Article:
For many public charities, the Schedule A support test is arguably one of the most important parts of Form 990—which is how the IRS provides the public with information on a not-for-profit’s revenue sources. That’s because any organization that doesn’t meet the public support test risks losing its status as a public charity.
In this scenario, the organization would still be tax exempt, but converted to a private foundation. For organizations described in Internal Revenue Code Section 170(b)(1)(a)(iv) or 170(b)(1)(a)(vi) that complete the support test on Part II of Schedule A, there are two chances to pass it.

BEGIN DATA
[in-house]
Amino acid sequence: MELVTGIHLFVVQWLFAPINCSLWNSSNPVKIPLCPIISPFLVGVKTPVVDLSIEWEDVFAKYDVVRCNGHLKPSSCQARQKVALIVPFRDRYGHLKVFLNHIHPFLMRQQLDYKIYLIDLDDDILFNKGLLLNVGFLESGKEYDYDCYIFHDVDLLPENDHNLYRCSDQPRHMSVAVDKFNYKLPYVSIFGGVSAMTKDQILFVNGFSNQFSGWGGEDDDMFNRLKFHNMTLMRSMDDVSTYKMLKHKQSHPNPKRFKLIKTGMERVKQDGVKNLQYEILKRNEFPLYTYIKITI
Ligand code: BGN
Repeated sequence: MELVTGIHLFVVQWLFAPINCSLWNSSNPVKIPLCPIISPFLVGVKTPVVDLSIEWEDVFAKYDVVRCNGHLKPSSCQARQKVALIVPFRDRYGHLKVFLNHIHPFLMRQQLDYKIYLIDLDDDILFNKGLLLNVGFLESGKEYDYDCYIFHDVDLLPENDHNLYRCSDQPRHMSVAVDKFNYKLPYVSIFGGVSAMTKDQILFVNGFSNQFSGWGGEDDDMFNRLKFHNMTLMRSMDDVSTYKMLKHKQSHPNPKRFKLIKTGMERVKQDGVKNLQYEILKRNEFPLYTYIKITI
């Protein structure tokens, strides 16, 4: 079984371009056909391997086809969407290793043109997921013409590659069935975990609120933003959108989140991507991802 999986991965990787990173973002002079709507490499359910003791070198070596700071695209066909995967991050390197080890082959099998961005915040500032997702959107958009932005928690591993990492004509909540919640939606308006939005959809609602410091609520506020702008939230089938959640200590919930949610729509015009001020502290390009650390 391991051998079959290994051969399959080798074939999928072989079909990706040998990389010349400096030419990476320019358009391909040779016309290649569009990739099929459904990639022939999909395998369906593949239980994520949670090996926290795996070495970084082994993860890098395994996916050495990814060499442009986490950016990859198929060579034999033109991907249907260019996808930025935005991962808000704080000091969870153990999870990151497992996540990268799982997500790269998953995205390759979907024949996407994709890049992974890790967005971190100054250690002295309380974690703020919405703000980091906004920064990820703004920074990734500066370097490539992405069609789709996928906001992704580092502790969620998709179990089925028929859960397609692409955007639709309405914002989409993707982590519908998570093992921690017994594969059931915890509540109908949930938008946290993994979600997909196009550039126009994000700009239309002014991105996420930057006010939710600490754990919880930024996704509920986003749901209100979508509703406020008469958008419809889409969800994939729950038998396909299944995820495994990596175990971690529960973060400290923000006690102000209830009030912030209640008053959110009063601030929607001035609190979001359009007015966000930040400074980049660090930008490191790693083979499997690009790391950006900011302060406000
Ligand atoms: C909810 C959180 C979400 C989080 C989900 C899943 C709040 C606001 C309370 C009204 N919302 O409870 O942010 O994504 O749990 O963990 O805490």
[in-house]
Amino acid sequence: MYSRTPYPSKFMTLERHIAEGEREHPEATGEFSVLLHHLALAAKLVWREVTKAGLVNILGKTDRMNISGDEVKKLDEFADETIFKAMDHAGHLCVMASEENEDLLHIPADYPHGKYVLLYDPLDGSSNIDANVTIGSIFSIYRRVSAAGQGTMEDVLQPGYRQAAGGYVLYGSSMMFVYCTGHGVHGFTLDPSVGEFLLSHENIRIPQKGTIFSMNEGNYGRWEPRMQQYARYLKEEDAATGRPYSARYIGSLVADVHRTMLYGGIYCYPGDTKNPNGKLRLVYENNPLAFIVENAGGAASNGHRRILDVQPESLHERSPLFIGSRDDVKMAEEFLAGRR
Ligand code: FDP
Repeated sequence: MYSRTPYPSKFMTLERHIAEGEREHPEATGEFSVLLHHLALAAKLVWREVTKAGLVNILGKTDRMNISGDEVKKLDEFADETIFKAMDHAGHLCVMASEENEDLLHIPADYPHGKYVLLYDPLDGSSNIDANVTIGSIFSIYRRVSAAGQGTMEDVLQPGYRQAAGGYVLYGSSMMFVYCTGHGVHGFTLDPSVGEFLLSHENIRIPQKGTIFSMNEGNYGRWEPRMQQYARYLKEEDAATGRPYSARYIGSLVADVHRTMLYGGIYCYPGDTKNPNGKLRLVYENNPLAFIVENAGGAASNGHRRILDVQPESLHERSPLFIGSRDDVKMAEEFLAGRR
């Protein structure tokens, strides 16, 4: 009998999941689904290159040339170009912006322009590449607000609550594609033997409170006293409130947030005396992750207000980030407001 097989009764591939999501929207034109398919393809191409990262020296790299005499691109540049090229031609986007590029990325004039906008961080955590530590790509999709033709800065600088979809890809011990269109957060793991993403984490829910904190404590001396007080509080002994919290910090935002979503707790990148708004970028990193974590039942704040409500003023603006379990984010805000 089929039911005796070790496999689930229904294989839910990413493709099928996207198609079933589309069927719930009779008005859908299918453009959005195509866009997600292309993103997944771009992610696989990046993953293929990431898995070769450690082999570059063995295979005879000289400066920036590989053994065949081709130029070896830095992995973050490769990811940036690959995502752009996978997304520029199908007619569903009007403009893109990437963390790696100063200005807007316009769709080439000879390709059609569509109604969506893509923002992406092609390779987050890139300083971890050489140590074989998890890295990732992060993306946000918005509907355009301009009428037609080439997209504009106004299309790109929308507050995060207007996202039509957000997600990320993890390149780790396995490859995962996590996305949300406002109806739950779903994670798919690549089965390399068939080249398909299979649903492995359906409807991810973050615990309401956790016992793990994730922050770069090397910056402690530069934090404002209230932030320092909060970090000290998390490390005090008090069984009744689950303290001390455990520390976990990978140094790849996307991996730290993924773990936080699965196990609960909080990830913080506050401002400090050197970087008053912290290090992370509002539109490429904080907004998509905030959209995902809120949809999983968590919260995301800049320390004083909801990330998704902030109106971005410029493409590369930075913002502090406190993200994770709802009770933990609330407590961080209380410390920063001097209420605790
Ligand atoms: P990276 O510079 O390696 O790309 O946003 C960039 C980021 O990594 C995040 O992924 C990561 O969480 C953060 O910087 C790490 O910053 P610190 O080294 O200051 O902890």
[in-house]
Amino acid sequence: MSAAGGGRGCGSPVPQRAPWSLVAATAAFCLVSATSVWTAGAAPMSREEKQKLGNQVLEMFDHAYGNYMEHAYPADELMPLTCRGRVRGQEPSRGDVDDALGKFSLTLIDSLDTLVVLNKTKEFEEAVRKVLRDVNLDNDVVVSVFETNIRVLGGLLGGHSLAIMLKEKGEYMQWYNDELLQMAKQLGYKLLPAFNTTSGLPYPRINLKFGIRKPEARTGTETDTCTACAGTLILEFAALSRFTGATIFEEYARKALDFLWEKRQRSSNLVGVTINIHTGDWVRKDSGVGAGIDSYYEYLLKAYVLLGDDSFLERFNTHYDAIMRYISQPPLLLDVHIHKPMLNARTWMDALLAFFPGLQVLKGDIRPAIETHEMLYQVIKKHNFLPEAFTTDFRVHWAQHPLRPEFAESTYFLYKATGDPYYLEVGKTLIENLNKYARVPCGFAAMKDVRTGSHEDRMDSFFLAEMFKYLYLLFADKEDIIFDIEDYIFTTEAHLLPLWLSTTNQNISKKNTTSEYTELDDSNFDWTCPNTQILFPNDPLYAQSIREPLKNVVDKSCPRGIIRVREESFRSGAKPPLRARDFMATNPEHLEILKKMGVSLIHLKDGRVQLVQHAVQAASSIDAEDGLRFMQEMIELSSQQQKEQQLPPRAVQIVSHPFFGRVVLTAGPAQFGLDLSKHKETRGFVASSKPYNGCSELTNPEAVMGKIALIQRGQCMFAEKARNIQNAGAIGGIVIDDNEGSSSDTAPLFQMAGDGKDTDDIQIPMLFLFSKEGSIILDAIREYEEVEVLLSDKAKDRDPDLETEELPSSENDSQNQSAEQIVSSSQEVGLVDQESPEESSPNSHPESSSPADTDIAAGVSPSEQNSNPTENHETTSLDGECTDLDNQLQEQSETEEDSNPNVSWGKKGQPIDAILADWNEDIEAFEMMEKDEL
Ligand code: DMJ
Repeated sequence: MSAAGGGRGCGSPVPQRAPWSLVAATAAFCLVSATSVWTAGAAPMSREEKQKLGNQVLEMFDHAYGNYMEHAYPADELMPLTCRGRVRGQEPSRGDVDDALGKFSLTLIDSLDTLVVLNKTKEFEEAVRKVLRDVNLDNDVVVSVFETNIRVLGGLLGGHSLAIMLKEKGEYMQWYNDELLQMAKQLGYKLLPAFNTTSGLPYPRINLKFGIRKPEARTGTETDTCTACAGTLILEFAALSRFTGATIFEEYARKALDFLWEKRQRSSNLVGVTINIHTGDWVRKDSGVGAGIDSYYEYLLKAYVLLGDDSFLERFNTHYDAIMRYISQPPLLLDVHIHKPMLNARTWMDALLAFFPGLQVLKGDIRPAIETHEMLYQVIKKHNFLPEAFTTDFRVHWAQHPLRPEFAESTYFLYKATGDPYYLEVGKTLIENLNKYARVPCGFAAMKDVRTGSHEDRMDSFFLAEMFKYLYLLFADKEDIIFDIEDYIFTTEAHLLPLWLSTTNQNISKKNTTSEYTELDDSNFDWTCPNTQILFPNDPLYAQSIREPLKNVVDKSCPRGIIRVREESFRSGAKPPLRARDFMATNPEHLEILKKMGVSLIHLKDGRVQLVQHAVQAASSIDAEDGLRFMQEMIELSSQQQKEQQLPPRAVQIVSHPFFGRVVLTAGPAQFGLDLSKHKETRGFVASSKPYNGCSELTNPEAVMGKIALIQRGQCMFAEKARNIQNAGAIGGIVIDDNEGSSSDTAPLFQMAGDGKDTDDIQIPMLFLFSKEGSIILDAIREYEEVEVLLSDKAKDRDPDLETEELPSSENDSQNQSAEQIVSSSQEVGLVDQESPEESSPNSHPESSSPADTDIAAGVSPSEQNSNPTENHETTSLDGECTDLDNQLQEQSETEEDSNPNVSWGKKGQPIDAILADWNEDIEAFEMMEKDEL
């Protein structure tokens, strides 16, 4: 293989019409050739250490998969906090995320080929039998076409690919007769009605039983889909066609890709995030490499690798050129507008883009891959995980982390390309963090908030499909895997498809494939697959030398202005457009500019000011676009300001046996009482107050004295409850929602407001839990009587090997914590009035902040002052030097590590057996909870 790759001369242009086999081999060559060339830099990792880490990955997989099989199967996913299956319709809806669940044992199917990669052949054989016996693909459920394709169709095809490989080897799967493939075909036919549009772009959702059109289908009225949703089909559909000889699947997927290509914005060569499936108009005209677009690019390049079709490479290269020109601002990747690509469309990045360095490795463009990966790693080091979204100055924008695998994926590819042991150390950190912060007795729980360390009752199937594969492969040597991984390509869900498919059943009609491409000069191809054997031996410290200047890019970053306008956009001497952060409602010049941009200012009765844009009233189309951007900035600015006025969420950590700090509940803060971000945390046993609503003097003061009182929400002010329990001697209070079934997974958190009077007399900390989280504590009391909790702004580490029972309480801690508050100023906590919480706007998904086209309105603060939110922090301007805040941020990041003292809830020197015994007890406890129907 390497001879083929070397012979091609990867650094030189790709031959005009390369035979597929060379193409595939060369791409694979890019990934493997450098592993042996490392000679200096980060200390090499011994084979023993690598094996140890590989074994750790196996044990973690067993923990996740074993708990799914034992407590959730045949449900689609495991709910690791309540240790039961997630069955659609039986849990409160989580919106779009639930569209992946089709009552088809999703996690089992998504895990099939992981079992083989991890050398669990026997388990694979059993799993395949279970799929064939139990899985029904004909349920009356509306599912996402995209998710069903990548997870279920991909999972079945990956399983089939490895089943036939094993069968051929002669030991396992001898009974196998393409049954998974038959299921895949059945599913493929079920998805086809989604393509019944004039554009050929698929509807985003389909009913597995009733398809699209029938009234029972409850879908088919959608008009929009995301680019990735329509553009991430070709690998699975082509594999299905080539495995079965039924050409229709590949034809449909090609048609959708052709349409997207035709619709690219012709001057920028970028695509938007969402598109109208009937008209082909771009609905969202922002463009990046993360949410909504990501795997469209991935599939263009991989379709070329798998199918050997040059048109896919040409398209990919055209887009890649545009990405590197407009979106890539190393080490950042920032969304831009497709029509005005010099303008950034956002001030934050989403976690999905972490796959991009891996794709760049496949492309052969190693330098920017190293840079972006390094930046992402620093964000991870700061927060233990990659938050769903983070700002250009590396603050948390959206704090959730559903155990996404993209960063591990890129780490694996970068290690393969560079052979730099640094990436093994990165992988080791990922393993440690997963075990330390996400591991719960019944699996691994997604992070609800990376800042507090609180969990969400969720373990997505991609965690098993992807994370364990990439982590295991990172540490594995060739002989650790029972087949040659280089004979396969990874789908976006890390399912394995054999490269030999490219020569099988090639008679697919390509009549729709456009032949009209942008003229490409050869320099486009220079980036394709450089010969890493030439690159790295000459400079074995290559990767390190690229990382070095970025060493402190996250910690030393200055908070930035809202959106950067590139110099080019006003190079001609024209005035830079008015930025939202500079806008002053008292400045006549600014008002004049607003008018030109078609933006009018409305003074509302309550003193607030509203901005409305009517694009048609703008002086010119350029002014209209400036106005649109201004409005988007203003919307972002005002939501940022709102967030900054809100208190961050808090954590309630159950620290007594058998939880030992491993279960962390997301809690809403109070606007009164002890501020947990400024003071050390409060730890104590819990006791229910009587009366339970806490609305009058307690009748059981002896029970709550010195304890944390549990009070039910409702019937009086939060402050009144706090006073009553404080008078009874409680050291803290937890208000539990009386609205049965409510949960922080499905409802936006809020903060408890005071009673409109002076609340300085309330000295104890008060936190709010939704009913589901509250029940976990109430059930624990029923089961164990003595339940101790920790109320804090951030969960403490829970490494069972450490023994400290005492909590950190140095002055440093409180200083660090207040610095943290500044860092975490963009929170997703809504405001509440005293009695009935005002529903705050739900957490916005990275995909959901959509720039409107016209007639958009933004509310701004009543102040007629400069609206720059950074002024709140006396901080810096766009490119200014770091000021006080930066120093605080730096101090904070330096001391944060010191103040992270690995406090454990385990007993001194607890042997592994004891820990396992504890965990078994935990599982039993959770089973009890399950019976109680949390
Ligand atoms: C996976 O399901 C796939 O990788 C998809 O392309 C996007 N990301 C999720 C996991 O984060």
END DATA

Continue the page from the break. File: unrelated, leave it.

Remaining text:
To maintain their status, organizations must normally first pass the 33 1/3% support test by demonstrating at least a third of their total financial support comes from the public. That threshold is crucial because it provides a bright-line standard for an organization to meet. If an entity fails to meet that test, however, it can still retain its public charity status through the more subjective 10%-facts-and-circumstances test.
How It Works
To fulfill the 10%-facts-and-circumstances test, an organization must explain how it meets the various criteria on Part VI of Schedule A of Form 990. The requirements to pass the test are detailed in Treasury Regulation 1.170A-9(f)(3). Read more here.
Join us Thursday, February 13th for our "Understanding Schedule A on Form 990" training facilitated by Pamela Alexanderson, CPA Tax Director and Steven Talbot, CPA Tax Senior Accountant.